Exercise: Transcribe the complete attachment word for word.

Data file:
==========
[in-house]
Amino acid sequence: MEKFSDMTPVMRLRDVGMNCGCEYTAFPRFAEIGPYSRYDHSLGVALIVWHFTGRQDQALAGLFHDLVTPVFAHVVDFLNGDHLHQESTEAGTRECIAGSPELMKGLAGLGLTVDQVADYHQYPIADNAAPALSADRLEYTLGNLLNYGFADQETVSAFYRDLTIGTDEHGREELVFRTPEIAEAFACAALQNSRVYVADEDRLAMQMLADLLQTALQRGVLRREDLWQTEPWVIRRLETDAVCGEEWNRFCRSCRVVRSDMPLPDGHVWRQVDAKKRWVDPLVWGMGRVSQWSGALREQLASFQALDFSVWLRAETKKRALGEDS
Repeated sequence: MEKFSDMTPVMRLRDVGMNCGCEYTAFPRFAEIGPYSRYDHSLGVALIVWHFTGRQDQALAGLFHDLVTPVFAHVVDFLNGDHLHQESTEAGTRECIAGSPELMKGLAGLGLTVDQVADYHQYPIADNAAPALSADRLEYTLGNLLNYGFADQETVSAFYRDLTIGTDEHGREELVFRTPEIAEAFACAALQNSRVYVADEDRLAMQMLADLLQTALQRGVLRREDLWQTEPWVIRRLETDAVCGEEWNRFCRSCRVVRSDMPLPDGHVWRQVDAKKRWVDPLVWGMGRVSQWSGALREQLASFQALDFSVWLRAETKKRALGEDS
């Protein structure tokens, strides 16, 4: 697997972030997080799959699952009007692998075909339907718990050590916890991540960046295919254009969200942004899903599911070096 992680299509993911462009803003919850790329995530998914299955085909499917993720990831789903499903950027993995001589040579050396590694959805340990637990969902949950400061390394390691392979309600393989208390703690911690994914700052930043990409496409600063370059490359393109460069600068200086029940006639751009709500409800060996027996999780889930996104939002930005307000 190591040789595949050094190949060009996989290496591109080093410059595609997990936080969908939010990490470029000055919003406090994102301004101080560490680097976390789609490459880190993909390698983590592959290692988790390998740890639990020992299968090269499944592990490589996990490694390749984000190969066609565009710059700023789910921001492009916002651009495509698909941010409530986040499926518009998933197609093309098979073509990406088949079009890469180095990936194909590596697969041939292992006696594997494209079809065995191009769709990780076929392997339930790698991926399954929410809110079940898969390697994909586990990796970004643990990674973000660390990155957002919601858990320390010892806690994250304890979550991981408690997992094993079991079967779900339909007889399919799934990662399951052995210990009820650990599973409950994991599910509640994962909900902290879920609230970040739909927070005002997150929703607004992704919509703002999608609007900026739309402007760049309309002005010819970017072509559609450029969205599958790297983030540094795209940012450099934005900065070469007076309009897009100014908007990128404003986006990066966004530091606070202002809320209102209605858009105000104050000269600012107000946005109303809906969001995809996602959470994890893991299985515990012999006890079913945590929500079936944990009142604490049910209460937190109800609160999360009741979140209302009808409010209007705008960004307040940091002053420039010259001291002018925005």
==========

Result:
[in-house]
Amino acid sequence: MEKFSDMTPVMRLRDVGMNCGCEYTAFPRFAEIGPYSRYDHSLGVALIVWHFTGRQDQALAGLFHDLVTPVFAHVVDFLNGDHLHQESTEAGTRECIAGSPELMKGLAGLGLTVDQVADYHQYPIADNAAPALSADRLEYTLGNLLNYGFADQETVSAFYRDLTIGTDEHGREELVFRTPEIAEAFACAALQNSRVYVADEDRLAMQMLADLLQTALQRGVLRREDLWQTEPWVIRRLETDAVCGEEWNRFCRSCRVVRSDMPLPDGHVWRQVDAKKRWVDPLVWGMGRVSQWSGALREQLASFQALDFSVWLRAETKKRALGEDS
Repeated sequence: MEKFSDMTPVMRLRDVGMNCGCEYTAFPRFAEIGPYSRYDHSLGVALIVWHFTGRQDQALAGLFHDLVTPVFAHVVDFLNGDHLHQESTEAGTRECIAGSPELMKGLAGLGLTVDQVADYHQYPIADNAAPALSADRLEYTLGNLLNYGFADQETVSAFYRDLTIGTDEHGREELVFRTPEIAEAFACAALQNSRVYVADEDRLAMQMLADLLQTALQRGVLRREDLWQTEPWVIRRLETDAVCGEEWNRFCRSCRVVRSDMPLPDGHVWRQVDAKKRWVDPLVWGMGRVSQWSGALREQLASFQALDFSVWLRAETKKRALGEDS
């Protein structure tokens, strides 16, 4: 697997972030997080799959699952009007692998075909339907718990050590916890991540960046295919254009969200942004899903599911070096 992680299509993911462009803003919850790329995530998914299955085909499917993720990831789903499903950027993995001589040579050396590694959805340990637990969902949950400061390394390691392979309600393989208390703690911690994914700052930043990409496409600063370059490359393109460069600068200086029940006639751009709500409800060996027996999780889930996104939002930005307000 190591040789595949050094190949060009996989290496591109080093410059595609997990936080969908939010990490470029000055919003406090994102301004101080560490680097976390789609490459880190993909390698983590592959290692988790390998740890639990020992299968090269499944592990490589996990490694390749984000190969066609565009710059700023789910921001492009916002651009495509698909941010409530986040499926518009998933197609093309098979073509990406088949079009890469180095990936194909590596697969041939292992006696594997494209079809065995191009769709990780076929392997339930790698991926399954929410809110079940898969390697994909586990990796970004643990990674973000660390990155957002919601858990320390010892806690994250304890979550991981408690997992094993079991079967779900339909007889399919799934990662399951052995210990009820650990599973409950994991599910509640994962909900902290879920609230970040739909927070005002997150929703607004992704919509703002999608609007900026739309402007760049309309002005010819970017072509559609450029969205599958790297983030540094795209940012450099934005900065070469007076309009897009100014908007990128404003986006990066966004530091606070202002809320209102209605858009105000104050000269600012107000946005109303809906969001995809996602959470994890893991299985515990012999006890079913945590929500079936944990009142604490049910209460937190109800609160999360009741979140209302009808409010209007705008960004307040940091002053420039010259001291002018925005």